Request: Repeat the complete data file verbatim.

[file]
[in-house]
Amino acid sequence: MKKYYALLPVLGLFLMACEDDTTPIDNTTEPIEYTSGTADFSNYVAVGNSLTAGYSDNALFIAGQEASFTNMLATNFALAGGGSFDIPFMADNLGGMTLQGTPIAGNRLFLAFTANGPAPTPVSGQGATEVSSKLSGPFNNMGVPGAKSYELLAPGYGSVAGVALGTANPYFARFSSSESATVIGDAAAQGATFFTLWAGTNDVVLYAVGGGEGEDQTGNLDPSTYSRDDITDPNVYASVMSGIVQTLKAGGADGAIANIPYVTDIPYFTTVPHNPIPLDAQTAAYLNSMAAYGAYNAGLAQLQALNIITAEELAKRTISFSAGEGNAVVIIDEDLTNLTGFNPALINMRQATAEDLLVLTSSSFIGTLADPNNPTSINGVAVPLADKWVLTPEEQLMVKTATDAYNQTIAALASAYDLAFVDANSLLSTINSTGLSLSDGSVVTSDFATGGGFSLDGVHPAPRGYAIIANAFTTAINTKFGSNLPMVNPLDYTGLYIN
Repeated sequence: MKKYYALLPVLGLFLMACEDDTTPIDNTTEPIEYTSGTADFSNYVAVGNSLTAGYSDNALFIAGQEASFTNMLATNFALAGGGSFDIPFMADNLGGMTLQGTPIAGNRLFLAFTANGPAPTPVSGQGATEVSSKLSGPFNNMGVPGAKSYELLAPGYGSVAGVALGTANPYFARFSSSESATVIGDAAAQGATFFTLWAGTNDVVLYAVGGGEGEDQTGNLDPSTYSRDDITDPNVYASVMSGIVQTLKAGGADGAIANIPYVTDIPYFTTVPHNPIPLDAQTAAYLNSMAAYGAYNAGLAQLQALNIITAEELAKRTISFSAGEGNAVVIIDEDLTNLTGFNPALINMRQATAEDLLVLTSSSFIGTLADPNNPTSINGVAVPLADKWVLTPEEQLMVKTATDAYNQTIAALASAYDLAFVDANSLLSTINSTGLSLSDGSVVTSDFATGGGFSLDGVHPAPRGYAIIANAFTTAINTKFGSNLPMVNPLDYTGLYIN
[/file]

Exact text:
[in-house]
Amino acid sequence: MKKYYALLPVLGLFLMACEDDTTPIDNTTEPIEYTSGTADFSNYVAVGNSLTAGYSDNALFIAGQEASFTNMLATNFALAGGGSFDIPFMADNLGGMTLQGTPIAGNRLFLAFTANGPAPTPVSGQGATEVSSKLSGPFNNMGVPGAKSYELLAPGYGSVAGVALGTANPYFARFSSSESATVIGDAAAQGATFFTLWAGTNDVVLYAVGGGEGEDQTGNLDPSTYSRDDITDPNVYASVMSGIVQTLKAGGADGAIANIPYVTDIPYFTTVPHNPIPLDAQTAAYLNSMAAYGAYNAGLAQLQALNIITAEELAKRTISFSAGEGNAVVIIDEDLTNLTGFNPALINMRQATAEDLLVLTSSSFIGTLADPNNPTSINGVAVPLADKWVLTPEEQLMVKTATDAYNQTIAALASAYDLAFVDANSLLSTINSTGLSLSDGSVVTSDFATGGGFSLDGVHPAPRGYAIIANAFTTAINTKFGSNLPMVNPLDYTGLYIN
Repeated sequence: MKKYYALLPVLGLFLMACEDDTTPIDNTTEPIEYTSGTADFSNYVAVGNSLTAGYSDNALFIAGQEASFTNMLATNFALAGGGSFDIPFMADNLGGMTLQGTPIAGNRLFLAFTANGPAPTPVSGQGATEVSSKLSGPFNNMGVPGAKSYELLAPGYGSVAGVALGTANPYFARFSSSESATVIGDAAAQGATFFTLWAGTNDVVLYAVGGGEGEDQTGNLDPSTYSRDDITDPNVYASVMSGIVQTLKAGGADGAIANIPYVTDIPYFTTVPHNPIPLDAQTAAYLNSMAAYGAYNAGLAQLQALNIITAEELAKRTISFSAGEGNAVVIIDEDLTNLTGFNPALINMRQATAEDLLVLTSSSFIGTLADPNNPTSINGVAVPLADKWVLTPEEQLMVKTATDAYNQTIAALASAYDLAFVDANSLLSTINSTGLSLSDGSVVTSDFATGGGFSLDGVHPAPRGYAIIANAFTTAINTKFGSNLPMVNPLDYTGLYIN